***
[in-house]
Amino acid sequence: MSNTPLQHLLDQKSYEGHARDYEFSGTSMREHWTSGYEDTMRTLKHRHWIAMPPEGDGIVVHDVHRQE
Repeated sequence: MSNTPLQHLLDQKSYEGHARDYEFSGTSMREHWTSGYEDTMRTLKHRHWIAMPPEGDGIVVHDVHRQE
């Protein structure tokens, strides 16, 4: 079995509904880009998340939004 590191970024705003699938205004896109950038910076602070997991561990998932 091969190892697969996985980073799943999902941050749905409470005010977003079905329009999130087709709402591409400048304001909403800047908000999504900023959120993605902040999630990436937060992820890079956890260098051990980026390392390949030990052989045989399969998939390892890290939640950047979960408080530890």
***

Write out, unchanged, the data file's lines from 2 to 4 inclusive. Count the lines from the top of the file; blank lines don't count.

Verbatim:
Amino acid sequence: MSNTPLQHLLDQKSYEGHARDYEFSGTSMREHWTSGYEDTMRTLKHRHWIAMPPEGDGIVVHDVHRQE
Repeated sequence: MSNTPLQHLLDQKSYEGHARDYEFSGTSMREHWTSGYEDTMRTLKHRHWIAMPPEGDGIVVHDVHRQE
């Protein structure tokens, strides 16, 4: 079995509904880009998340939004 590191970024705003699938205004896109950038910076602070997991561990998932 091969190892697969996985980073799943999902941050749905409470005010977003079905329009999130087709709402591409400048304001909403800047908000999504900023959120993605902040999630990436937060992820890079956890260098051990980026390392390949030990052989045989399969998939390892890290939640950047979960408080530890």